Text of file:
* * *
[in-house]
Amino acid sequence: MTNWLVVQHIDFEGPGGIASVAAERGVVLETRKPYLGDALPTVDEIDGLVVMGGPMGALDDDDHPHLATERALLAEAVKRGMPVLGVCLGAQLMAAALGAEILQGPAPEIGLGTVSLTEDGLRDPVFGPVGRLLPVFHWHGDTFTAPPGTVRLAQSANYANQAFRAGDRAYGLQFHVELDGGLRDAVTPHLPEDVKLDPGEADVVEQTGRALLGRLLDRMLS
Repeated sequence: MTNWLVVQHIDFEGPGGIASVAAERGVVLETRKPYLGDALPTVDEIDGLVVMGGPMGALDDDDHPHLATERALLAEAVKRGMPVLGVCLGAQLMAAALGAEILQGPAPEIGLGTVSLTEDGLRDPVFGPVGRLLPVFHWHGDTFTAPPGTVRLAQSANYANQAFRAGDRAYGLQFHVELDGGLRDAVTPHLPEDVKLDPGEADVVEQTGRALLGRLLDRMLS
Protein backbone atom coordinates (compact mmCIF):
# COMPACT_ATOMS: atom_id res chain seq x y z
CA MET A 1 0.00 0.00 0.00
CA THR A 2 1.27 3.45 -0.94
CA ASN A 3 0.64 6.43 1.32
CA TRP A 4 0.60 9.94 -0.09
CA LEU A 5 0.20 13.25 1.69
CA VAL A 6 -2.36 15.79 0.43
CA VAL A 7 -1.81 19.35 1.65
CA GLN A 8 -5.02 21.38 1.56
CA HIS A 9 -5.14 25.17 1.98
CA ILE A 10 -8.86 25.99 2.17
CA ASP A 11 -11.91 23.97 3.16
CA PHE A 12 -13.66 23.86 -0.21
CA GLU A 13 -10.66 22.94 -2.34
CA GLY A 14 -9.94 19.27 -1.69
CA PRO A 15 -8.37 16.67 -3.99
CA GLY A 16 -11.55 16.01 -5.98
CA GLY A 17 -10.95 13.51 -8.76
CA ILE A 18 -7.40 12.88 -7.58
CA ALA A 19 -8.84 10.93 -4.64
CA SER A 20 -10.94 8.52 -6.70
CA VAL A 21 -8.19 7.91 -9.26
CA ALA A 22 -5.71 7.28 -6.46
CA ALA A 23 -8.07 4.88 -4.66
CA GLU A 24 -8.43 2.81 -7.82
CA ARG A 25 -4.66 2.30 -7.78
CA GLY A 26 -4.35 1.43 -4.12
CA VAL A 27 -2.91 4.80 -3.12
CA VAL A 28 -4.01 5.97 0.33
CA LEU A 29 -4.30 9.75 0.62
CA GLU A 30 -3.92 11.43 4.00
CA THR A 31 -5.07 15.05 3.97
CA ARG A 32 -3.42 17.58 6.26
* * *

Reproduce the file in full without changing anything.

[in-house]
Amino acid sequence: MTNWLVVQHIDFEGPGGIASVAAERGVVLETRKPYLGDALPTVDEIDGLVVMGGPMGALDDDDHPHLATERALLAEAVKRGMPVLGVCLGAQLMAAALGAEILQGPAPEIGLGTVSLTEDGLRDPVFGPVGRLLPVFHWHGDTFTAPPGTVRLAQSANYANQAFRAGDRAYGLQFHVELDGGLRDAVTPHLPEDVKLDPGEADVVEQTGRALLGRLLDRMLS
Repeated sequence: MTNWLVVQHIDFEGPGGIASVAAERGVVLETRKPYLGDALPTVDEIDGLVVMGGPMGALDDDDHPHLATERALLAEAVKRGMPVLGVCLGAQLMAAALGAEILQGPAPEIGLGTVSLTEDGLRDPVFGPVGRLLPVFHWHGDTFTAPPGTVRLAQSANYANQAFRAGDRAYGLQFHVELDGGLRDAVTPHLPEDVKLDPGEADVVEQTGRALLGRLLDRMLS
Protein backbone atom coordinates (compact mmCIF):
# COMPACT_ATOMS: atom_id res chain seq x y z
CA MET A 1 0.00 0.00 0.00
CA THR A 2 1.27 3.45 -0.94
CA ASN A 3 0.64 6.43 1.32
CA TRP A 4 0.60 9.94 -0.09
CA LEU A 5 0.20 13.25 1.69
CA VAL A 6 -2.36 15.79 0.43
CA VAL A 7 -1.81 19.35 1.65
CA GLN A 8 -5.02 21.38 1.56
CA HIS A 9 -5.14 25.17 1.98
CA ILE A 10 -8.86 25.99 2.17
CA ASP A 11 -11.91 23.97 3.16
CA PHE A 12 -13.66 23.86 -0.21
CA GLU A 13 -10.66 22.94 -2.34
CA GLY A 14 -9.94 19.27 -1.69
CA PRO A 15 -8.37 16.67 -3.99
CA GLY A 16 -11.55 16.01 -5.98
CA GLY A 17 -10.95 13.51 -8.76
CA ILE A 18 -7.40 12.88 -7.58
CA ALA A 19 -8.84 10.93 -4.64
CA SER A 20 -10.94 8.52 -6.70
CA VAL A 21 -8.19 7.91 -9.26
CA ALA A 22 -5.71 7.28 -6.46
CA ALA A 23 -8.07 4.88 -4.66
CA GLU A 24 -8.43 2.81 -7.82
CA ARG A 25 -4.66 2.30 -7.78
CA GLY A 26 -4.35 1.43 -4.12
CA VAL A 27 -2.91 4.80 -3.12
CA VAL A 28 -4.01 5.97 0.33
CA LEU A 29 -4.30 9.75 0.62
CA GLU A 30 -3.92 11.43 4.00
CA THR A 31 -5.07 15.05 3.97
CA ARG A 32 -3.42 17.58 6.26